Even in trials where increased expression does correlate with increased activity, a modest rate of treatment response is also seen in PD-L1- negative patients. The use of multiple antibodies to detect PD-L1 as well as variable definitions of the IHC threshold that constitutes PD-L1 positivity further complicates this matter. This is illustrated by the reported finding in the early-phase study of pembrolizumab in advanced NSCLC, which reported increasing ORR at high thresholds of PD-L1 positivity (>50 %).46 In this study, long-term outcomes of patients with 0 % expression was similar to those with 1–49 % expression. PD-L1 expression may thus represent a continuum where higher levels correlate with clinical response as opposed to a binary phenomenon. This may explain the lack of difference in ORR between PD-L1 negative and positive patients seen in early studies of nivolumab where the cut-off for PD-L1 positivity was set at 5 % and determined using a different antibody. The relationship between PD-L1 expression and response to these agents is further complicated by the poorly understood dynamic nature of PD-L1 expression particularly in response to previous treatment as well as potential tumor heterogeneity in expression levels. This may have also contributed to the aforementioned differences as the 50 % cut-off used in the pembrolizumab study required fresh tumor biopsies for PD-L1 expression evaluation whereas nivolumab studies and others have used primarily archival tissue for this testing.

Although PD-L1 is an important integrated biomarker for any study of this class of agents, there are many unanswered questions about how best to use it as a predictive biomarker. Even in the pembrolizumab study where a high cut-off was utilized and only fresh biopsies analyzed, the response rate in PD-L1 positive patients was only 37 %. The recent study demonstrating that high PD-L1 expression on tumor-infiltrating immune cells is a superior predictor of response to MPDL3280A in NSCLC introduces a new dimension of complexity to the use of PD-L1 as a biomarker.49 Further study of other aspects of the anti-tumor immune response including TILs, PD-L1 expression in other cellular compartments, and serum biomarkers may better elucidate the complex factors that predict response to these agents.

Use of Immune Response Criteria
Another main area of controversy in the development of clinical trials for these agents has been the use of strict RECIST 1.1 criteria for the interpretation of ORR. Early phase trials of these agents have suggested that a subset of patients may experience initial increases in tumor size secondary to anti-tumor immune activity, which ultimately leads to subsequent tumor regression or long-term disease stability (pseudoprogression). The re-biopsy of such pseudoprogressed lesions has been reported to yield predominantly inflammatory material consistent with a robust anti-tumor immune response.53 The time period over which these agents act may thus complicate the interpretation of strict ORR using established RECIST 1.1 criteria. Efforts to utilize immune-related response criteria provide an important method to better understand this phenomenon and many current trials have allowed continued treatment beyond RECIST-defined progression (see Table 4).54 More exact rules regarding the interpretation of response and appropriate treatment discontinuation guidelines for these agents will be required should they transition to use outside of the research context in the future. The need for such consensus criteria is particularly urgent given the recent FDA approval of pembrolizumab for use in metastatic melanoma—a situation that may lead to its premature off-label use in NSCLC.47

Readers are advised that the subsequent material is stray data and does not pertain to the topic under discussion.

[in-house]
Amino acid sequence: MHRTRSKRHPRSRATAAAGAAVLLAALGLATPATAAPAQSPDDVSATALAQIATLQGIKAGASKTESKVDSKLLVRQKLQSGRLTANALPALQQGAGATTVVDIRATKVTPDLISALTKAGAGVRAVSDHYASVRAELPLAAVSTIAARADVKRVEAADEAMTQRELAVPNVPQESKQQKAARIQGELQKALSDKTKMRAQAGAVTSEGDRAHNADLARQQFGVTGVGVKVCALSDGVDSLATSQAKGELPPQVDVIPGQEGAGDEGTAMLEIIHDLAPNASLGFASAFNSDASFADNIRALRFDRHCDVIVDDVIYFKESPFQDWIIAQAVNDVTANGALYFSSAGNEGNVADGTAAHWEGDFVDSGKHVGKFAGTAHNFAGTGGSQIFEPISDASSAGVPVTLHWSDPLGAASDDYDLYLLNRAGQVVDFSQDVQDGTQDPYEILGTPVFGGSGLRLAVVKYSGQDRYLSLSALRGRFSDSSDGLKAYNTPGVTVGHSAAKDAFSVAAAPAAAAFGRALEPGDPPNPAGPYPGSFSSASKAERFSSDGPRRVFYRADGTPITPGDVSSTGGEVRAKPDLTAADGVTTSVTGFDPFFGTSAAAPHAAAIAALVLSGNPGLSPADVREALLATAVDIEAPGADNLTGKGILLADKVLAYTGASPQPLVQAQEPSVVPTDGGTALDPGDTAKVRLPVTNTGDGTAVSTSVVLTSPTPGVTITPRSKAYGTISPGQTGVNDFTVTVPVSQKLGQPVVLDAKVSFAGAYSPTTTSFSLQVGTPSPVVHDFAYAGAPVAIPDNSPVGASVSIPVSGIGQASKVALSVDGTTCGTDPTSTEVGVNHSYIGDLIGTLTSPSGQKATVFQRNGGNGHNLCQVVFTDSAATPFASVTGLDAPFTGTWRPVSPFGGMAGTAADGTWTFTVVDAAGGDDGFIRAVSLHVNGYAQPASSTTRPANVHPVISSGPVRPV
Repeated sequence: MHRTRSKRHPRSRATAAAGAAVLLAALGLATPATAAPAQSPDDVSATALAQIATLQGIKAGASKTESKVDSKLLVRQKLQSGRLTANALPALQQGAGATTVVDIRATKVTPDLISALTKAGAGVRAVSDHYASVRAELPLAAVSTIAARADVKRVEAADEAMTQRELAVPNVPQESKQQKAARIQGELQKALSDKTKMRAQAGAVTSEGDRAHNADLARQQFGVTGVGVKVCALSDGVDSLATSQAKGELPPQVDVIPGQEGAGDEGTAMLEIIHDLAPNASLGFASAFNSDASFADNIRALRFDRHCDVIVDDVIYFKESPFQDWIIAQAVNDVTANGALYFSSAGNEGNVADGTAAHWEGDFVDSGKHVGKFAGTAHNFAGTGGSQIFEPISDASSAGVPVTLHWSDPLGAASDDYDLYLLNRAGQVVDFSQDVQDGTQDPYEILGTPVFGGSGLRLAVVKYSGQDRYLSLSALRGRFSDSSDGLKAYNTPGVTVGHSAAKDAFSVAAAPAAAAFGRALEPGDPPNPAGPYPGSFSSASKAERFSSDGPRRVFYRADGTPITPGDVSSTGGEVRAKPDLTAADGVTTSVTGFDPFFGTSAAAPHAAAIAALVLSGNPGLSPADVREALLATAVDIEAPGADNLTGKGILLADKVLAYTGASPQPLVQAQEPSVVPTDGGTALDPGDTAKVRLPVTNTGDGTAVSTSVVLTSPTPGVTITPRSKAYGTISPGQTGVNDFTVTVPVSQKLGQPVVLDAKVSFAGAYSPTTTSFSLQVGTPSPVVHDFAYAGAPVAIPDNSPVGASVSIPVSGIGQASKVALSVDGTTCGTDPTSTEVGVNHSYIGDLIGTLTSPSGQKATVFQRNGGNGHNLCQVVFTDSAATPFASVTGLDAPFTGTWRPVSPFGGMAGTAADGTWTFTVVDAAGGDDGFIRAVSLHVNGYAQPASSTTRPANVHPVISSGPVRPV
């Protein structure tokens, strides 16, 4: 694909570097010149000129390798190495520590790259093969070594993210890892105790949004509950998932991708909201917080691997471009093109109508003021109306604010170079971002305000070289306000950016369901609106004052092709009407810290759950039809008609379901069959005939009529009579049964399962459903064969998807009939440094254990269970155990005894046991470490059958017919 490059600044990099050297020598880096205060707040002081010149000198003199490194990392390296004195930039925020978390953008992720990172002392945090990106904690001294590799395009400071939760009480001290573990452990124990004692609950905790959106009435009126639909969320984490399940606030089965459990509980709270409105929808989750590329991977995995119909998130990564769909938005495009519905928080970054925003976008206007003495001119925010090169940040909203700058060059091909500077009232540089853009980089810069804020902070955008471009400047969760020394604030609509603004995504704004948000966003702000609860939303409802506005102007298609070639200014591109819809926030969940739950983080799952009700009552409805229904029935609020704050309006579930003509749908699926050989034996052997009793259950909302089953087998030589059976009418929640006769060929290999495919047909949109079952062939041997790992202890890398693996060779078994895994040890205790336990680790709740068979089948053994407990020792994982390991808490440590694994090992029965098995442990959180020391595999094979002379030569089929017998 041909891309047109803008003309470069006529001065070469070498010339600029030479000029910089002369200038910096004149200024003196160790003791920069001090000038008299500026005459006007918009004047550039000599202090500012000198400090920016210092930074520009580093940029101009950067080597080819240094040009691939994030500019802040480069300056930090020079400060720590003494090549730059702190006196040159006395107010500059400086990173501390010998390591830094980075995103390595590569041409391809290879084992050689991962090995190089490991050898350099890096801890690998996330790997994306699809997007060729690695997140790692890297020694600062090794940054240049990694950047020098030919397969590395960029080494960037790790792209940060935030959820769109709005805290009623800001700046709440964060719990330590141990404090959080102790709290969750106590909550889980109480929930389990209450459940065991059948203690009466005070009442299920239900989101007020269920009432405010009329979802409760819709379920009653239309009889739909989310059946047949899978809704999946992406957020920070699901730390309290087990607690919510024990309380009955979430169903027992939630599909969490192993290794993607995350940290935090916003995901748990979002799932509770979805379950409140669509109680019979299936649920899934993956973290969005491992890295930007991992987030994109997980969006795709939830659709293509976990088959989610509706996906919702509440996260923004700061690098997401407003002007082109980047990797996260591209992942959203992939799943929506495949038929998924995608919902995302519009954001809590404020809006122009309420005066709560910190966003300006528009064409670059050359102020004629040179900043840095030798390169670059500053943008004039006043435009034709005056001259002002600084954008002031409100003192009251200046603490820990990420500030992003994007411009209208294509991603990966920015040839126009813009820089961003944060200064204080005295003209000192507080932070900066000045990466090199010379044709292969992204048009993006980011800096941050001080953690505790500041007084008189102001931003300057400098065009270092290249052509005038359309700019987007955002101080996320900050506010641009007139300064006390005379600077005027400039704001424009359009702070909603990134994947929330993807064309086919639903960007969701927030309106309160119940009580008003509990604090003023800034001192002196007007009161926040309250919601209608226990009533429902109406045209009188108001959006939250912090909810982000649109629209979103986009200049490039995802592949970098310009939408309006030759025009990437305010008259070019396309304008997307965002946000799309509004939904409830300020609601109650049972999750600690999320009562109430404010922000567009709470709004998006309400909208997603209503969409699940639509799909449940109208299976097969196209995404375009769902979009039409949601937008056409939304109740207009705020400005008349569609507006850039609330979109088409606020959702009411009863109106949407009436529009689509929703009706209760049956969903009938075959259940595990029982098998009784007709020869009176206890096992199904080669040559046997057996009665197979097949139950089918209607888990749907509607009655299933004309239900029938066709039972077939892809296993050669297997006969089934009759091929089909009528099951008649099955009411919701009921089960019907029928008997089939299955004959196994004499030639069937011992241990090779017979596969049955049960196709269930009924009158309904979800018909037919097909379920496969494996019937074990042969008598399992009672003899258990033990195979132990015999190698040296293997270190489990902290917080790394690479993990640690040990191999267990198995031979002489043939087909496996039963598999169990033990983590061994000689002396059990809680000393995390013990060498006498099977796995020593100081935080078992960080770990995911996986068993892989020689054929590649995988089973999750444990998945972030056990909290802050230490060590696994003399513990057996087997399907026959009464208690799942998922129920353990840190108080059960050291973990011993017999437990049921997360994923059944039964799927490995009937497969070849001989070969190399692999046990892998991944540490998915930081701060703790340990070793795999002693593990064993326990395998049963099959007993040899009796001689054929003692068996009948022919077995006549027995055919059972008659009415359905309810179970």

Summary
The development of PD-1 and PD-L1 inhibitors has generated significant enthusiasm and unprecedentedly rapid design of later phase trials of these agents and combination drug studies. The potential for these agents to provide clinical benefit to NSCLC patients with manageable toxicity is considerable—particularly among cancers lacking oncogenic drivers and squamous cell lung cancers where few good treatment options exist. Early results from phase I clinical trials indicate potential clinical activity even in heavily pretreated advanced NSCLC with rare but serious incidences of pneumonitis. However, extremely limited data exist on the potential survival benefit of these agents either alone or in combination with other drug classes. The role of PD-L1 expression as a predictive biomarker for these agents remains controversial. The potential of these agents to achieve long-term disease control when combined with other immune checkpoint or kinase inhibitors remains a tantalizing possibility. We await the outcome of the aforementioned studies in order to definitively answer these pending questions regarding the real benefit of these agents and the appropriate biomarker selected population in which they should be employed.

Article Information:
Disclosure

Adrian G Sacher, MD, has received travel fees from AstraZeneca and Genentech/Roche. Leena Gandhi, MD, PhD, has received consultant fees and honoraria from
Merck Pharmaceuticals and consultant fees from Genentech/Roche. No funding was received in the publication of this article.

Correspondence

Leena Gandhi, MD, PhD, Dana-Farber Cancer Institute 450 Brookline Ave, Dana 1234, Boston, Massachusetts, US. E: leena_gandhi@dfci.harvard.edu

Open Access: This article is published under the Creative Commons Attribution Noncommercial License, which permits any noncommercial use, distribution, adaptation, and reproduction provided the original author(s) and source are given appropriate credit.

Received

2015-01-15T00:00:00